CLEVELAND: The sign draped over the railing in the west end zone was almost too optimistic to be real, especially in a stadium where dog masks are the lone vestiges of personality.
It read “11-5 starts today.”
It seemed as if incoming owner Jimmy Haslam III had taken a spray can to a white sheet and let his excitement loose, except that doesn’t seem like the 58-year-old’s style. In his Sigma Chi days at the University of Tennessee, perhaps.
“I wish they would let the fans do that more often,” Browns linebacker and co-captain D’Qwell Jackson said of the message. “It was huge. It took you to that next level. And every guy was talking about it.”
If Haslam sees fit, Browns season-ticket holders will be repurposing old sheets before the snow flies.
At a Tuesday meeting in Chicago, Haslam’s $1 billion purchase of the Browns from owner Randy Lerner will be approved by a vote of NFL owners. So Sunday at Cleveland Browns Stadium marked the changing of the guard.
The Randy Lerner era ended as it began, with a victory, as the Cincinnati Bengals fell 34-24. The Browns also prevailed after the death of Lerner’s father, Al, in 2002, winning on the road against the New York Jets.
Randy Lerner did not make a postgame locker room appearance; presumably he did not attend. He returned to his home in Long Island after the sale of the team was announced Aug. 2 and has not been seen since.
He missed what seemed like an important victory, not just because of the ownership transition. It also saved Browns coaches and players from the ignominy of a franchise-record 12th consecutive loss. Their 11-game futility mark had been matched only once, in 1974-75. It also marked coach Pat Shurmur’s first AFC North triumph as his team improved to 1-5.
In the closing seconds, Haslam watched from just outside the Browns’ tunnel. When the game ended, he shook hands with two well-wishers and headed to the locker room.
Browns receiver/returner Josh Cribbs said Haslam’s impending ownership was brought up during pregame festivities.
“When we saw the jets fly across at the beginning of the game for the first time in a long time, that’s when the feeling came. It was like, ‘We got jets? Haslam’s in town,’ ” Cribbs said. “Then there were jokes like, ‘That’s his jets.’
“It’s a sign of things to come. He’s really hands-on. He’s down there greeting the fans, greeting the players. We love to see that because he cares. Not saying that past regimes didn’t, but you all know.”
Once upon a time, Browns players loved that Lerner granted their every wish, from valet parking at the stadium to gourmet meals during training camp. In a sense, they seemed spoiled by Lerner’s frivolity.
But for all his ill-fated hires and his well-meaning attempts to get it right, the reclusive Lerner was not the type of owner the Browns players and their fans need.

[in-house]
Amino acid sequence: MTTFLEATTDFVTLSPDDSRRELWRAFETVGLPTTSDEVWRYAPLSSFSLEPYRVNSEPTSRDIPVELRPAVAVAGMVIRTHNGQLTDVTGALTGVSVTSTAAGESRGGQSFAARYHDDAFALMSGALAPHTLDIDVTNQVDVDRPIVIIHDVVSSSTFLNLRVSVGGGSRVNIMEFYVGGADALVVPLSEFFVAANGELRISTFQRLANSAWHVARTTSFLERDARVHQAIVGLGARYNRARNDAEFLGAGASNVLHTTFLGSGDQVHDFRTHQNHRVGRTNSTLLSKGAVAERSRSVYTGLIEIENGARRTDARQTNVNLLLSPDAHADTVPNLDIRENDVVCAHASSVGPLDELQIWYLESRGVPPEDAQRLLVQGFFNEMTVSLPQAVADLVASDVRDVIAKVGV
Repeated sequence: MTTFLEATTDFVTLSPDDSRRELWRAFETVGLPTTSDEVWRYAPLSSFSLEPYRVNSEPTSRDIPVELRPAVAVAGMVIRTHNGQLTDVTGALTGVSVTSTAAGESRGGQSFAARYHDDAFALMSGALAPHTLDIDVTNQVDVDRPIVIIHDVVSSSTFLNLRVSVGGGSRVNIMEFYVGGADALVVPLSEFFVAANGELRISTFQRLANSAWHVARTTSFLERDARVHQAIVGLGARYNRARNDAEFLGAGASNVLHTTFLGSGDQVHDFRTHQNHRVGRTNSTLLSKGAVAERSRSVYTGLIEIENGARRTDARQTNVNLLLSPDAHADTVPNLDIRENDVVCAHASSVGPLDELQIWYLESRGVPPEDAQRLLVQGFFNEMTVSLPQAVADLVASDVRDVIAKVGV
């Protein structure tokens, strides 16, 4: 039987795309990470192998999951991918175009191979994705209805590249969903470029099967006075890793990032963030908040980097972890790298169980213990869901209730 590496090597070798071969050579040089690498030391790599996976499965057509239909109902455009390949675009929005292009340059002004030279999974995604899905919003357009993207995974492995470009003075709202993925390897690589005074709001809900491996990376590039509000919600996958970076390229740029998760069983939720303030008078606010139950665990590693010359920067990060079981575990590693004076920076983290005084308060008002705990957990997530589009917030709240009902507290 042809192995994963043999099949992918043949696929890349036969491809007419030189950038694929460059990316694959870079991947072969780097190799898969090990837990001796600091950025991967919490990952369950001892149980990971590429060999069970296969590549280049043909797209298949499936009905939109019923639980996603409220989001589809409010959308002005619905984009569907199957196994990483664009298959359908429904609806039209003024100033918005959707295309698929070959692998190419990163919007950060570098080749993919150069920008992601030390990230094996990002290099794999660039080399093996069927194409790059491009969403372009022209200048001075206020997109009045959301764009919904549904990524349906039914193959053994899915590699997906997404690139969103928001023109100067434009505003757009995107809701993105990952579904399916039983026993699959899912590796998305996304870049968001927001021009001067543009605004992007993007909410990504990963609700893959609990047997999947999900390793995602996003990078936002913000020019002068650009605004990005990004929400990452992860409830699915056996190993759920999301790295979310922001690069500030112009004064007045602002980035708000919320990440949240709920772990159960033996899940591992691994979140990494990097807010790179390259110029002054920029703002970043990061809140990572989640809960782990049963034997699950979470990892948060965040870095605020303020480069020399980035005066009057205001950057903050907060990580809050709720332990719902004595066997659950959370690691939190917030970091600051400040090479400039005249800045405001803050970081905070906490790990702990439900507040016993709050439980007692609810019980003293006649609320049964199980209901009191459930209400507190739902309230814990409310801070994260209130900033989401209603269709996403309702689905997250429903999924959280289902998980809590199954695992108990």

They need leadership. They need direction. They need someone to shake their hands and pat them on the back and thank them, just like Haslam did Sunday when he entered the triumphant locker room.
“He came over to me and said ‘Man, it was good to get one, it was good to get one,’ ” Browns cornerback Joe Haden said. “Then he was messing with me about my Gators tattoo. I said, ‘I’ll get a Tennessee one if you want me to.’ ”
Haslam did not address the team, but rookie quarterback Brandon Weeden figured Haslam will have something to say in the coming days.
“He’s such a great guy. We’re happy for him,” Weeden said. “He’s about to take over a franchise that just won a big divisional game. Hopefully with his help we’ll keep moving forward.”
Jackson was impressed that when Haslam made the rounds that he already knew every player by name.
“You can tell he’s going to be around,” Jackson said. “It’s going to be a good thing.”
Shurmur also felt the Haslam glow. Before Shurmur arrived in the interview room, Haslam peeked in and gave Shurmur’s wife, Jennifer, a thumbs up.
“My conversations with him have been terrific to this point,” Shurmur said. “He has a business model that works and every time we finish a conversation, he keeps asking, ‘What can I do for you?’
“The fact that he was in the locker room after our first victory this season says a lot.”
Cribbs said there is an unseen benefit that Haslam’s presence already brings.
“When we’re out there on the field, it’s not just the fans and the coaches, but the owner’s down here — that’s accountability,” Cribbs said. “If you don’t do well, you know you’ve got the owner watching. He’s not off somewhere, he’s right here down on the sideline looking at us. That lets us know that he cares about us.”
Haslam saw the Browns play their most complete game in two years. He saw the offense start to discover its weapons, survive an injury to running back Trent Richardson and shake off a mind-numbing streak of seven series without a first down. He saw the defense make big plays. He saw their two special-teams mainstays — Cribbs and kicker Phil Dawson — come through again.
Haslam might have discovered the seeds of a credible franchise.
He already knew the incredible support has never waned. Cribbs saw the sign in the end zone, too, and he believed it was a testament to the fans.
“It says that they never give up,” Cribbs said. “We’re 0-5, and they’re still packing the house; they’re still cheering for us. They believe in us. That’s why this is Believeland. And we’re right there with them.”
When the evening ended, “11-5 starts today,” didn’t seem nearly as outlandish as it had a few hours before.
Marla Ridenour can be reached at firstname.lastname@example.org. Read her blog at http://www.ohio.com/marla. Follow her on Twitter at www.twitter.com/MRidenourABJ and on Facebook at www.facebook.com/sports.abj.